Flint whistleblower Marc Edwards to deliver keynote at Ripon College Commencement, May 19
Marc Edwards, civil and environmental engineer and the lead investigative scientist uncovering the 2001-2004 D.C. lead contamination and the 2014-2016 Flint water crisis, will provide the keynote address and receive an honorary degree at Ripon College’s 153rd Commencement ceremony May 19.
Each year, Ripon organizes Commencement activities around a theme. The 2019 theme celebrates “Caring for Our Environment” by recognizing regional partners and national exemplars who model actions to act locally on sustainability and conservation efforts.
“Marc Edwards offers an extraordinary example of how scholars can work with communities to change the world for the better,” said Ed Wingenbach, acting president of Ripon College. “He has brought national attention to local problems and collaborated with citizens to demand solutions. Our mission is to prepare graduates to be productive, socially responsible citizens – Dr. Edwards embodies that goal.”
Edwards is a University Distinguished Professor of Civil Engineering at Virginia Tech where he teaches courses in environmental engineering, applied aquatic chemistry and engineering ethics. He also is responsible for the largest citizen science project in U.S. history.
Edwards and his water study team from Virginia Tech engaged in a decade-long battle beginning in the early 2000s that exposed health problems associated with lead in drinking water and agency misconduct in the nation’s capital. In 2015, Edwards arrived in Flint, Michigan, to conduct what became an unprecedented independent evaluation of water contamination in residents’ homes that exposed problems with legionella and lead and brought national attention to the water crisis.
Time magazine dubbed Edwards “The Plumbing Professor” in 2004, listing him among the four most important “Innovators” in water from around the world. The White House awarded him a Presidential Faculty Fellowship in 1996, and, in 2013, Edwards was the ninth recipient in a quarter century of the IEEE Barus Award for “courageously defending the public interest at great personal risk.” In 2007, Edwards was awarded a MacArthur Fellowship, commonly known as the “Genius Grant,” which recognizes individuals with extraordinary capacity for innovation and creativity.
In 2016, Edwards was named among Time’s 100 Most Influential People in the World, the World’s 50 Greatest Leaders by Fortune magazine, Politico Magazine’s Top 50 Visionaries who have transformed American politics, Foreign Policy magazine’s 100 World’s Greatest Thinkers, and was short-listed amongst Flint whistleblowers as Time person(s) of the year. He was co-recipient of the inaugural 2017 MIT Disobedience Award and received the 2018 Scientific Freedom and Responsibility Award from the American Association for the Advancement of Science.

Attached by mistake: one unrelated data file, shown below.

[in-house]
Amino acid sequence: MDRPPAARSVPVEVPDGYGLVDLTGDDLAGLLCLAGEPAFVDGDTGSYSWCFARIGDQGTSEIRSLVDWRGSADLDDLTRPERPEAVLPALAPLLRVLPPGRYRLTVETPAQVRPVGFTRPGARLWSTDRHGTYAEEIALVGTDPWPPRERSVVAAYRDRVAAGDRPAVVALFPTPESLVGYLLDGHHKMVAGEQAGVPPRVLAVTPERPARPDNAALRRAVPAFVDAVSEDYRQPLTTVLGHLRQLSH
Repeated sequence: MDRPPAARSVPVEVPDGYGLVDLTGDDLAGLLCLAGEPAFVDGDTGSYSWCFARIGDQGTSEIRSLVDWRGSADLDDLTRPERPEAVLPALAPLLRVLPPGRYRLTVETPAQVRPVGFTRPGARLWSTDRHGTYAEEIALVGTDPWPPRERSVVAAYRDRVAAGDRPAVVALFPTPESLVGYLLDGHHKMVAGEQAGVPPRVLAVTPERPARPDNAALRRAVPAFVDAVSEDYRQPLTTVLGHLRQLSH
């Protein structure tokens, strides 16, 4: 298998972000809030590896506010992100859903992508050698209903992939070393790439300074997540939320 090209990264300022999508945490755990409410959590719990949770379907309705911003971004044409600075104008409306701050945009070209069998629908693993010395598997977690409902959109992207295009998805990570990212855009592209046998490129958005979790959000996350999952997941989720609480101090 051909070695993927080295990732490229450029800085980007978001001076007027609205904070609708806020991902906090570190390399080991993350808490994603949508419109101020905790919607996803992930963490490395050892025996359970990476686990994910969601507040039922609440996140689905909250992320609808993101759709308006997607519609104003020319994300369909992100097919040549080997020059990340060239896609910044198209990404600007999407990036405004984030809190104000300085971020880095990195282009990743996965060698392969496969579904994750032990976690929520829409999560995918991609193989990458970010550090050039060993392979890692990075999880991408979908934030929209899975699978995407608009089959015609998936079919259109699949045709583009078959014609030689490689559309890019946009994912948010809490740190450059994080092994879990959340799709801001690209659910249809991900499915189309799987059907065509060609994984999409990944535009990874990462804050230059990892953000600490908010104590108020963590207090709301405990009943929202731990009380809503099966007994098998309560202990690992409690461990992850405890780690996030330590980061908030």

Edwards earned his bachelor’s degree in biophysics from the State University of New York at Buffalo and master’s and doctoral degrees in environmental engineering from the University of Washington.
John Nelson, an adjunct professor of civil and environmental engineering at the University of Wisconsin-Madison, also will receive an honorary degree. He serves as chairman of MEP Associates LLC, an engineering consulting firm, and as chief technical officer of Fitzgerald Asset Management, an infrastructure asset manager. Nelson is past chair of the UW Nelson Institute for Environmental Studies Board, a former board member of the Green Lake Association and a current member of the UW Foundation Board.
As a multi-generational property owner on Green Lake, Nelson has been a staunch advocate for finding scientific answers to Green Lake’s degrading water quality. He facilitated a research relationship between the Nelson Institute and Green Lake Association to provide historical data aggregation and issue-specific applied research. These efforts, in collaboration with a variety of other organizations and stakeholders, help the advancement of a model and plan for watershed management.
In 2018, Nelson and his wife, Linda, established an endowed professorship in the Nelson Institute’s Water Resource Management Center. They also established a Wisconsin Distinguished Graduate Fellowship to fund graduate students within the center. The center’s current chair, Professor Anita Thompson, and several of her graduate students have ongoing or completed research projects based on Green Lake.
Ripon College’s 2019 Founders’ Day Award will be presented to representatives from the Green Lake Association, Green Lake Sanitary District and Green Lake Conservancy. For the past 16 years, this award has been given to recognize an individual or organization in the greater Ripon community who exemplifies the ideals of the founders of Ripon College and who has contributed above and beyond to the mission of the school. The honored organizations are longtime collaborators with Ripon College and have contributed significantly for decades to sustainability and conservation efforts in Green Lake.
Honorary degree recipients will share their insights regarding “Caring for Our Environment” during the Senior Brunch and Forum at 10 a.m. Sunday, May 19. The Commencement ceremony begins at 1 p.m. on the lawn of Harwood Memorial Union. Updated information is available at ripon.edu/Commencement.
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